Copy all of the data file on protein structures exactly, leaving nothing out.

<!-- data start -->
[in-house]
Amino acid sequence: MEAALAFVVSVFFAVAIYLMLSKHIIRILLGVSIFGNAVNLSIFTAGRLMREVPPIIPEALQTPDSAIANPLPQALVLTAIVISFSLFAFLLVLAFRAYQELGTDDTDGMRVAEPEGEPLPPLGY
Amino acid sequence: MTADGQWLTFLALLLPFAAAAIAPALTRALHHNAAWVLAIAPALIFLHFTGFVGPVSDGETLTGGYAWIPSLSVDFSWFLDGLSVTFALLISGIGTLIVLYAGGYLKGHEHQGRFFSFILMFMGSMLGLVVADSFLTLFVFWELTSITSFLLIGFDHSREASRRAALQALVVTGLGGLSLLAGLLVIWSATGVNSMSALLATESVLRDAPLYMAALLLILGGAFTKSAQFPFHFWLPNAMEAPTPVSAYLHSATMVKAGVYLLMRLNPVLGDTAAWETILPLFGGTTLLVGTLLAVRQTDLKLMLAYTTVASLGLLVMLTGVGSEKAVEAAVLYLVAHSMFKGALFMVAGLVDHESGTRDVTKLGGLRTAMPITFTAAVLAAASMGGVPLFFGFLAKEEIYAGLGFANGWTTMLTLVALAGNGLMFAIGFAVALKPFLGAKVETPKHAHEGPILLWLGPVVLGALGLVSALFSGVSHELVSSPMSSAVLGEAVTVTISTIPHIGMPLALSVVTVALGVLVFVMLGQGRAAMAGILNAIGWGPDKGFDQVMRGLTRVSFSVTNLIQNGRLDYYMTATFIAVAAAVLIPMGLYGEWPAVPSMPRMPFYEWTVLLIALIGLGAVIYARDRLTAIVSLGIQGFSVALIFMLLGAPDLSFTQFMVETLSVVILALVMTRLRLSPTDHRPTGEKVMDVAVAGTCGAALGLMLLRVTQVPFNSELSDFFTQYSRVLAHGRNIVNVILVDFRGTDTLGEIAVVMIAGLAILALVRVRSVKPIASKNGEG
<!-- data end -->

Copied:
[in-house]
Amino acid sequence: MEAALAFVVSVFFAVAIYLMLSKHIIRILLGVSIFGNAVNLSIFTAGRLMREVPPIIPEALQTPDSAIANPLPQALVLTAIVISFSLFAFLLVLAFRAYQELGTDDTDGMRVAEPEGEPLPPLGY
Amino acid sequence: MTADGQWLTFLALLLPFAAAAIAPALTRALHHNAAWVLAIAPALIFLHFTGFVGPVSDGETLTGGYAWIPSLSVDFSWFLDGLSVTFALLISGIGTLIVLYAGGYLKGHEHQGRFFSFILMFMGSMLGLVVADSFLTLFVFWELTSITSFLLIGFDHSREASRRAALQALVVTGLGGLSLLAGLLVIWSATGVNSMSALLATESVLRDAPLYMAALLLILGGAFTKSAQFPFHFWLPNAMEAPTPVSAYLHSATMVKAGVYLLMRLNPVLGDTAAWETILPLFGGTTLLVGTLLAVRQTDLKLMLAYTTVASLGLLVMLTGVGSEKAVEAAVLYLVAHSMFKGALFMVAGLVDHESGTRDVTKLGGLRTAMPITFTAAVLAAASMGGVPLFFGFLAKEEIYAGLGFANGWTTMLTLVALAGNGLMFAIGFAVALKPFLGAKVETPKHAHEGPILLWLGPVVLGALGLVSALFSGVSHELVSSPMSSAVLGEAVTVTISTIPHIGMPLALSVVTVALGVLVFVMLGQGRAAMAGILNAIGWGPDKGFDQVMRGLTRVSFSVTNLIQNGRLDYYMTATFIAVAAAVLIPMGLYGEWPAVPSMPRMPFYEWTVLLIALIGLGAVIYARDRLTAIVSLGIQGFSVALIFMLLGAPDLSFTQFMVETLSVVILALVMTRLRLSPTDHRPTGEKVMDVAVAGTCGAALGLMLLRVTQVPFNSELSDFFTQYSRVLAHGRNIVNVILVDFRGTDTLGEIAVVMIAGLAILALVRVRSVKPIASKNGEG